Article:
MasterCard has two primary programs to prevent customer-data breaches and credit card fraud related to online transactions. One is a Web site data-protection program that helps merchants and their banks protect against hackers and other electronic compromises by performing vulnerability scans to identify and plug holes in their security infrastructures. The program, which generally costs less than $2,000 a year, is mandatory for merchants and banks and is subject to a number of compliance conditions. The other is MasterCard's SecureCode, a software plug-in that merchants can add to their sites for use by their customers and the card issuer. At checkout, a pop-up box asks a customer to enter a personal identification code that is provided and verified by the card issuer, guaranteeing the transaction for the merchant. MasterCard also requires third-party vendors that might possess merchants' customer data to participate in breach-prevention education, says John Brady, VP of merchant fraud control.
If a breach occurs, MasterCard does everything it can to minimize the fraud and reduce the chances of having to reissue a card by bringing in a remediation contractor to assess the damage, Brady says. "Risk remediation is key for us. We go in with a professional third-party company, we look at the system to see what the vulnerability was and everyone involved goes through the process with the info-security vendor to determine which risk-remediation option makes the most sense," he says.
Brady and Shaughnessy are well aware that breaches will occur despite the most ambitious efforts to prevent them. The key is reacting quickly. "We understand when one of these breaches happens," Brady says. "But if a security hole leads to the breach, the risk needs to be mediated quickly and effectively."
Avivah Litan, VP and research director of financial services at Gartner, says the credit-card industry's own research predicts triple-digit growth in compromises. "It's getting worse," she says. "Crooks are getting much more aggressive and sophisticated, and it's easy to breach the systems. Viruses, Trojan horses -- there are all types of ways to get passwords and get into the system. Everyone is vulnerable." And there isn't an easy answer. Litan estimates that only 10 percent of companies encrypt credit card data, but it's for a reason. "It's hard to encrypt data and then use it in an operational environment -- its very resource-intensive," she says. Some companies use technology to spot fraudulent activity more quickly and stop the damage. It's an approach that accepts that, no matter how much work companies do to secure their systems, identity and customer-data theft is here to stay. "The problem is like a water balloon -- when you squeeze hard in one spot it gets ready to burst somewhere else," says one financial services executive who asked not to be named. Last year, his company installed a service from startup ID Analytics, which spots fraudulent applications submitted to financial, cell-phone and utility companies. ID Analytics claims its service spots fraudulent applications -- up to 40 percent more -- missed by the anti-fraud systems already in place at those companies.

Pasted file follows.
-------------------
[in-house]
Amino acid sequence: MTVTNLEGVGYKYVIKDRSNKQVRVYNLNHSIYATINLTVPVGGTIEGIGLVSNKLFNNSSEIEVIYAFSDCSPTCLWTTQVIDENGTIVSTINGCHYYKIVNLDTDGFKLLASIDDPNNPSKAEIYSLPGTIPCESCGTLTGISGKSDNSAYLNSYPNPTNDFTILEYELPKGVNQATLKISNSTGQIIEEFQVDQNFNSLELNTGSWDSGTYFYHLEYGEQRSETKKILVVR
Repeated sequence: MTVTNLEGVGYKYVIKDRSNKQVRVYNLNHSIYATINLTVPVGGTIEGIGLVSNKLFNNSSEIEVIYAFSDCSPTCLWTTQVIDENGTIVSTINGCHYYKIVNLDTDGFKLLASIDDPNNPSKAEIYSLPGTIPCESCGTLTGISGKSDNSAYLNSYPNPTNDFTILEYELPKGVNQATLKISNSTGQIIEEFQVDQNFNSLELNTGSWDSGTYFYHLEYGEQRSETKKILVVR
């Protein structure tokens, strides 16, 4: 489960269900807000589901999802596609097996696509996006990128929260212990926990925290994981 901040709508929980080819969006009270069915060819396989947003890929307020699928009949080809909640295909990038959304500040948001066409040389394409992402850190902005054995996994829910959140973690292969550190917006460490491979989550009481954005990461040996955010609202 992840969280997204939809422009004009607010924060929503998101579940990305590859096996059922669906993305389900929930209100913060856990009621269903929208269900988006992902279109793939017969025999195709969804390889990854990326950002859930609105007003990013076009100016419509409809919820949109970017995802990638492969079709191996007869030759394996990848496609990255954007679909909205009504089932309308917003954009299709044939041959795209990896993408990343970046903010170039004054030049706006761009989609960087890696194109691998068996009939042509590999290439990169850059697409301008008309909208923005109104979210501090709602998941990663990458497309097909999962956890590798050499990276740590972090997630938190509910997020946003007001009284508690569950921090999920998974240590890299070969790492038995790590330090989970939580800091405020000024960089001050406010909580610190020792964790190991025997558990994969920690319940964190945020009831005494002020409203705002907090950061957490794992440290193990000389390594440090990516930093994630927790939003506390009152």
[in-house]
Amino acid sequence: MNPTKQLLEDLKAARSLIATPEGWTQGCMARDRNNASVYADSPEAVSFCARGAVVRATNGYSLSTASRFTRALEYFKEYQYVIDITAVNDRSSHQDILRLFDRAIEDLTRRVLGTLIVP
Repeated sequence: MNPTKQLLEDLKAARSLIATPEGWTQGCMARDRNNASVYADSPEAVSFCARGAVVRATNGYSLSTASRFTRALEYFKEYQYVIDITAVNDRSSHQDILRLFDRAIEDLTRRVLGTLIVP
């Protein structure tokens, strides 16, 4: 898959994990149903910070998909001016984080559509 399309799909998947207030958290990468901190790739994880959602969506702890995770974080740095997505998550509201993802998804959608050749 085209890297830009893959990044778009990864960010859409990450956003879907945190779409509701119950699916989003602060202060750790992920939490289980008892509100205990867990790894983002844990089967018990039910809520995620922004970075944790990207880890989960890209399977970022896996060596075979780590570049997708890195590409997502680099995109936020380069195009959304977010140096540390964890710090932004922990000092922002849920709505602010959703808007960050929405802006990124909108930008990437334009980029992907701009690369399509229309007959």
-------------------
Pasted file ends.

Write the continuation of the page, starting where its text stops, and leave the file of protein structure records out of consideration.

ID Analytics says that last year it studied more that 200 million credit applications -- including 10 million suspected or known fraudulent applications -- collected by credit-account issuers, retail banks and wireless-service firms to spot the similarities among phony applications. It used this database to develop pattern-recognition software to help companies reject or investigate suspect applications. Since utilities, phone companies and credit-card providers that subscribe to the service feed their data into ID Analytics' system, it's possible to spot potentially fraudulent activity that crosses company borders. For instance, a person planning a fraudulent act may set up a phone number and address on one day and then apply for a car loan. ID Analytics' software can analyze the data from those multiple sources and develop what it calls an ID Score. The company says more than 70 variables on credit applications have proven valuable in spotting suspicious activity. "It's been working very well for us," says the financial-services exec. "It's caught fraudulent activity we otherwise might not have identified right away."
The availability of technology that can better spot fraudulent activity and fight identity theft is good news, but it's little comfort to those whose identities and personal information have already been swiped. Lawmakers hope that tougher laws and prison sentences for hackers and identity thieves and tougher security regulations can slow the spiraling growth of identity theft (see story, "New Laws: Identity Thieves Could Face Stiffer Penalties"). And many companies are working to improve their security and do what they can to lock down customer data. "We're always on the lookout for the next threat," says Bob Justus, senior VP of corporate information security and IS/IT contingency at Union Bank of California.
Guilbert, whose bank account was almost breached, is looking out for the next threat, too. She's in the process of placing a fraud alert on her credit files, and she's eyeing her credit reports for any suspicious activity. She's not certain what the future may hold and if the attempt to scam her ATM card is the end to her situation or the beginning of an identity-theft nightmare. For her upcoming birthday, Guilbert has a new gift request: a paper shredder. Says Guilbert, "What else can I do?"